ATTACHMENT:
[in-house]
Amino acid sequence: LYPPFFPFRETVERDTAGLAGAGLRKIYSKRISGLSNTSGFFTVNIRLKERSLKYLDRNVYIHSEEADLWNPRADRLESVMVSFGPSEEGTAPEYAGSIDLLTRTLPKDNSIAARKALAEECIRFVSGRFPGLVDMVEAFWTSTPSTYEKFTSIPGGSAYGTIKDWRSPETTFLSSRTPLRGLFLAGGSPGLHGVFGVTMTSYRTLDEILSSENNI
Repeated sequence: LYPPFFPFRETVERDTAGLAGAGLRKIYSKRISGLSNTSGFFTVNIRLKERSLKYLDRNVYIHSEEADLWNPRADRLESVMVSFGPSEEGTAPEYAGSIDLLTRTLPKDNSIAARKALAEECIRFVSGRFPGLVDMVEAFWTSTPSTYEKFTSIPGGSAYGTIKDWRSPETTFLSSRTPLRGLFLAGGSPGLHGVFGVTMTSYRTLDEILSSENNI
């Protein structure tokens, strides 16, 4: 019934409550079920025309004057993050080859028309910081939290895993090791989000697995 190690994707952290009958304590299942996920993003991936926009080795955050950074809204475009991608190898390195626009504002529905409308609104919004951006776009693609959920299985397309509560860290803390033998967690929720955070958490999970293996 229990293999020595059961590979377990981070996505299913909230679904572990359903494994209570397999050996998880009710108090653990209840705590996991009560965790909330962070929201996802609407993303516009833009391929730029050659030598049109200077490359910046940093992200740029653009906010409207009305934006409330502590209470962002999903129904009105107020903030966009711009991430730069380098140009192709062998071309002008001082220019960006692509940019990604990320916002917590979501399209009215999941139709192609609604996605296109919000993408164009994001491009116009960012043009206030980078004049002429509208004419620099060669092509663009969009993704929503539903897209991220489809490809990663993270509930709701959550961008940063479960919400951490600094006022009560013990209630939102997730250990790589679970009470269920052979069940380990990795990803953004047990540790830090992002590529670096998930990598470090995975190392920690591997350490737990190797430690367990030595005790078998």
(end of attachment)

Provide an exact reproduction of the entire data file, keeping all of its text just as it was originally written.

[in-house]
Amino acid sequence: LYPPFFPFRETVERDTAGLAGAGLRKIYSKRISGLSNTSGFFTVNIRLKERSLKYLDRNVYIHSEEADLWNPRADRLESVMVSFGPSEEGTAPEYAGSIDLLTRTLPKDNSIAARKALAEECIRFVSGRFPGLVDMVEAFWTSTPSTYEKFTSIPGGSAYGTIKDWRSPETTFLSSRTPLRGLFLAGGSPGLHGVFGVTMTSYRTLDEILSSENNI
Repeated sequence: LYPPFFPFRETVERDTAGLAGAGLRKIYSKRISGLSNTSGFFTVNIRLKERSLKYLDRNVYIHSEEADLWNPRADRLESVMVSFGPSEEGTAPEYAGSIDLLTRTLPKDNSIAARKALAEECIRFVSGRFPGLVDMVEAFWTSTPSTYEKFTSIPGGSAYGTIKDWRSPETTFLSSRTPLRGLFLAGGSPGLHGVFGVTMTSYRTLDEILSSENNI
């Protein structure tokens, strides 16, 4: 019934409550079920025309004057993050080859028309910081939290895993090791989000697995 190690994707952290009958304590299942996920993003991936926009080795955050950074809204475009991608190898390195626009504002529905409308609104919004951006776009693609959920299985397309509560860290803390033998967690929720955070958490999970293996 229990293999020595059961590979377990981070996505299913909230679904572990359903494994209570397999050996998880009710108090653990209840705590996991009560965790909330962070929201996802609407993303516009833009391929730029050659030598049109200077490359910046940093992200740029653009906010409207009305934006409330502590209470962002999903129904009105107020903030966009711009991430730069380098140009192709062998071309002008001082220019960006692509940019990604990320916002917590979501399209009215999941139709192609609604996605296109919000993408164009994001491009116009960012043009206030980078004049002429509208004419620099060669092509663009969009993704929503539903897209991220489809490809990663993270509930709701959550961008940063479960919400951490600094006022009560013990209630939102997730250990790589679970009470269920052979069940380990990795990803953004047990540790830090992002590529670096998930990598470090995975190392920690591997350490737990190797430690367990030595005790078998």